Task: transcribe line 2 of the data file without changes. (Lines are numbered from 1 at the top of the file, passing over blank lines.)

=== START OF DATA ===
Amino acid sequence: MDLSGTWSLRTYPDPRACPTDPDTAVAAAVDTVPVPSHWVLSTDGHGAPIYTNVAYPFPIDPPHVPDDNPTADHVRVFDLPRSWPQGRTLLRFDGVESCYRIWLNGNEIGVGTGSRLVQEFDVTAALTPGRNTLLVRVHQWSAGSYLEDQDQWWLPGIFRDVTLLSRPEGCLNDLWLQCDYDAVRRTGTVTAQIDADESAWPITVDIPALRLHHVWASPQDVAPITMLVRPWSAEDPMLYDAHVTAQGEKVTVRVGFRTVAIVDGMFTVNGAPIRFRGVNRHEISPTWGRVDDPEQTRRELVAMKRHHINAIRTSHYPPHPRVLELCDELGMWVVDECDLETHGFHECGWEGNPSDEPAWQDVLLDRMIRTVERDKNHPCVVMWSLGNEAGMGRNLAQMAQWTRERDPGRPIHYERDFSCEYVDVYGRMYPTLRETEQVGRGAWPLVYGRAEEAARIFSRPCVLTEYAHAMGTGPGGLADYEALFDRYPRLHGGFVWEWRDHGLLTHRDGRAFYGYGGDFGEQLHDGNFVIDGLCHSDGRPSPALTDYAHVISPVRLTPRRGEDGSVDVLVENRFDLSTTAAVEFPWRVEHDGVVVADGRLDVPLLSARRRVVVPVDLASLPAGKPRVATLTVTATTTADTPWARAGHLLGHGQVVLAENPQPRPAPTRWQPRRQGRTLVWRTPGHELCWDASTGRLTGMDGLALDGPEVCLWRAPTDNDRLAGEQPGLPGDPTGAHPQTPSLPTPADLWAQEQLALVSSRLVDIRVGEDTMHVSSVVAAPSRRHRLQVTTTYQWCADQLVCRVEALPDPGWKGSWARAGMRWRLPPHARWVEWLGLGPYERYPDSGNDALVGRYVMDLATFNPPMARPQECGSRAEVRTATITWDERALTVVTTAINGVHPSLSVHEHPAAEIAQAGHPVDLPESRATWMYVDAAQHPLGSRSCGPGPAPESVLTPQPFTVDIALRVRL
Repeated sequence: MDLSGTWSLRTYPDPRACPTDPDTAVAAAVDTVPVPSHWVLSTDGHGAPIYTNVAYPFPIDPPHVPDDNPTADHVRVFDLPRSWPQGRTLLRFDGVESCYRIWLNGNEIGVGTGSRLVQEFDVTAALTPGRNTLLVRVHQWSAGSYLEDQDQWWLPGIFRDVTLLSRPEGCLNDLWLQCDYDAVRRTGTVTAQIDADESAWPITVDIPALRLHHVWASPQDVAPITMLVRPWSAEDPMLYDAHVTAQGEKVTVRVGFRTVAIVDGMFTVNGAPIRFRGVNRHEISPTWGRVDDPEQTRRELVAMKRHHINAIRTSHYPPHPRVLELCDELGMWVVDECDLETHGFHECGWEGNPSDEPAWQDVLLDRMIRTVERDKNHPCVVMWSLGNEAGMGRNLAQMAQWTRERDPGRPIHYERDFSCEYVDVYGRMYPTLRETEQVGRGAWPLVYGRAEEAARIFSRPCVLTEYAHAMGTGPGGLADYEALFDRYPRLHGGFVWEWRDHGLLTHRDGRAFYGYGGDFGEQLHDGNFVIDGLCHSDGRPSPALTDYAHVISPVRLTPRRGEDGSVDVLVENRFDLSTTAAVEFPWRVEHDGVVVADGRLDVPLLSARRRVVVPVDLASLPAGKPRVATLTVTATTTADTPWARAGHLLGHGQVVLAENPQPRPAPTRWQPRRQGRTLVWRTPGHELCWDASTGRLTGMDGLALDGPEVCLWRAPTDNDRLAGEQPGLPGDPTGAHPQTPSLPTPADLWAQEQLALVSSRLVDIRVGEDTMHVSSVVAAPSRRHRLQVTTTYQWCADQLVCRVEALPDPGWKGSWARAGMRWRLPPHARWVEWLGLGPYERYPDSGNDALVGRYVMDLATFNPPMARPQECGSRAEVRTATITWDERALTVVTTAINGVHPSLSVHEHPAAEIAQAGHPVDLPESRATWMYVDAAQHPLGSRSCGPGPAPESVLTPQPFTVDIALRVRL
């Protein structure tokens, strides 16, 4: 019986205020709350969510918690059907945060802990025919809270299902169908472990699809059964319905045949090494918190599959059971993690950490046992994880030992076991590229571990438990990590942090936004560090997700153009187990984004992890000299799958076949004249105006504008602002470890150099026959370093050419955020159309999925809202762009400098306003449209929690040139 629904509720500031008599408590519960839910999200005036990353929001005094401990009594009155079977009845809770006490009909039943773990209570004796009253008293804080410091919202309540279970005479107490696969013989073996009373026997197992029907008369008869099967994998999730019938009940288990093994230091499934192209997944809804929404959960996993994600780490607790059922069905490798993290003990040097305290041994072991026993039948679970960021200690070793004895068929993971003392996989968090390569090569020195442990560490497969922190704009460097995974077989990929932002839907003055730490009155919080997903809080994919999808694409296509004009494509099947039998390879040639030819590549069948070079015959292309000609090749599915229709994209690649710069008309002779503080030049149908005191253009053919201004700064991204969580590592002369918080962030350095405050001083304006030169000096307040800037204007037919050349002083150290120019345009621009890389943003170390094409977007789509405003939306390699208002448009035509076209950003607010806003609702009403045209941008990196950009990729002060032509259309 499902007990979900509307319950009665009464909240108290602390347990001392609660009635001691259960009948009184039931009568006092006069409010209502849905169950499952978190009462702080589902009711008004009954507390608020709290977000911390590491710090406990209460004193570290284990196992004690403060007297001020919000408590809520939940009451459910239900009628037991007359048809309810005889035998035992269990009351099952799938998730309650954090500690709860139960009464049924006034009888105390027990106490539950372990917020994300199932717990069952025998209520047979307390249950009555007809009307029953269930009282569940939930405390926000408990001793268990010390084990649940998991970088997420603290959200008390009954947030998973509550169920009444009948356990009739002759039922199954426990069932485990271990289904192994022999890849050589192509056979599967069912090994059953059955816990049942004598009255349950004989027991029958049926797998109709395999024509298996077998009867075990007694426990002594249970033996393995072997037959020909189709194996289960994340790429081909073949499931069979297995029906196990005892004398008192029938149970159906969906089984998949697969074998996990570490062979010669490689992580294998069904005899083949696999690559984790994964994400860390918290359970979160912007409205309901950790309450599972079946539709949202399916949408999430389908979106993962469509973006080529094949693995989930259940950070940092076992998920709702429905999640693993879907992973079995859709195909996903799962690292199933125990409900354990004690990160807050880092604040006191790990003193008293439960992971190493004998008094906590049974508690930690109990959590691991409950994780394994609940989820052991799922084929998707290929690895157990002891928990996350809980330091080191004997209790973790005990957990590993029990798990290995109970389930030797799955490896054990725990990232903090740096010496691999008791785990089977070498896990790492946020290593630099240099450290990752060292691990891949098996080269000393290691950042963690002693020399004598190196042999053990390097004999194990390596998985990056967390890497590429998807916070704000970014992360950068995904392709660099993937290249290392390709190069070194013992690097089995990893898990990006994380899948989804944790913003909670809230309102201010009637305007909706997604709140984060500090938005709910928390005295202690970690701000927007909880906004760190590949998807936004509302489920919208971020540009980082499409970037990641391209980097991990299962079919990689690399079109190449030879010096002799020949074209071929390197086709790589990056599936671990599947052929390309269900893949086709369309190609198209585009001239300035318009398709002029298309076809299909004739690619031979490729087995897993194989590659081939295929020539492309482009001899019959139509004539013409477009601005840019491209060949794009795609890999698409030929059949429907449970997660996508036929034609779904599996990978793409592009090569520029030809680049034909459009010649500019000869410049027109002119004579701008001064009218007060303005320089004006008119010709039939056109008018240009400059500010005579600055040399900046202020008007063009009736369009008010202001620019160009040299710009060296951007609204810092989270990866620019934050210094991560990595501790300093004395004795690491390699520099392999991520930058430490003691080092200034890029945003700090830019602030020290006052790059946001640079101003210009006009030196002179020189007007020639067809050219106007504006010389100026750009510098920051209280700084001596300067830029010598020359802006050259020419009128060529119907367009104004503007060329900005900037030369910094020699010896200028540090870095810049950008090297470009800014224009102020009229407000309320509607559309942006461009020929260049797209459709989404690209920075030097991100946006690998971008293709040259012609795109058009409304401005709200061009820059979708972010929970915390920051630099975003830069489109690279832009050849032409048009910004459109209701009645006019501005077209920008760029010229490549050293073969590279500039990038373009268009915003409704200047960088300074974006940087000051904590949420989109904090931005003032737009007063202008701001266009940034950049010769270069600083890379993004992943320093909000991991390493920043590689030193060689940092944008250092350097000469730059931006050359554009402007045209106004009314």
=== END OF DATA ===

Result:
Repeated sequence: MDLSGTWSLRTYPDPRACPTDPDTAVAAAVDTVPVPSHWVLSTDGHGAPIYTNVAYPFPIDPPHVPDDNPTADHVRVFDLPRSWPQGRTLLRFDGVESCYRIWLNGNEIGVGTGSRLVQEFDVTAALTPGRNTLLVRVHQWSAGSYLEDQDQWWLPGIFRDVTLLSRPEGCLNDLWLQCDYDAVRRTGTVTAQIDADESAWPITVDIPALRLHHVWASPQDVAPITMLVRPWSAEDPMLYDAHVTAQGEKVTVRVGFRTVAIVDGMFTVNGAPIRFRGVNRHEISPTWGRVDDPEQTRRELVAMKRHHINAIRTSHYPPHPRVLELCDELGMWVVDECDLETHGFHECGWEGNPSDEPAWQDVLLDRMIRTVERDKNHPCVVMWSLGNEAGMGRNLAQMAQWTRERDPGRPIHYERDFSCEYVDVYGRMYPTLRETEQVGRGAWPLVYGRAEEAARIFSRPCVLTEYAHAMGTGPGGLADYEALFDRYPRLHGGFVWEWRDHGLLTHRDGRAFYGYGGDFGEQLHDGNFVIDGLCHSDGRPSPALTDYAHVISPVRLTPRRGEDGSVDVLVENRFDLSTTAAVEFPWRVEHDGVVVADGRLDVPLLSARRRVVVPVDLASLPAGKPRVATLTVTATTTADTPWARAGHLLGHGQVVLAENPQPRPAPTRWQPRRQGRTLVWRTPGHELCWDASTGRLTGMDGLALDGPEVCLWRAPTDNDRLAGEQPGLPGDPTGAHPQTPSLPTPADLWAQEQLALVSSRLVDIRVGEDTMHVSSVVAAPSRRHRLQVTTTYQWCADQLVCRVEALPDPGWKGSWARAGMRWRLPPHARWVEWLGLGPYERYPDSGNDALVGRYVMDLATFNPPMARPQECGSRAEVRTATITWDERALTVVTTAINGVHPSLSVHEHPAAEIAQAGHPVDLPESRATWMYVDAAQHPLGSRSCGPGPAPESVLTPQPFTVDIALRVRL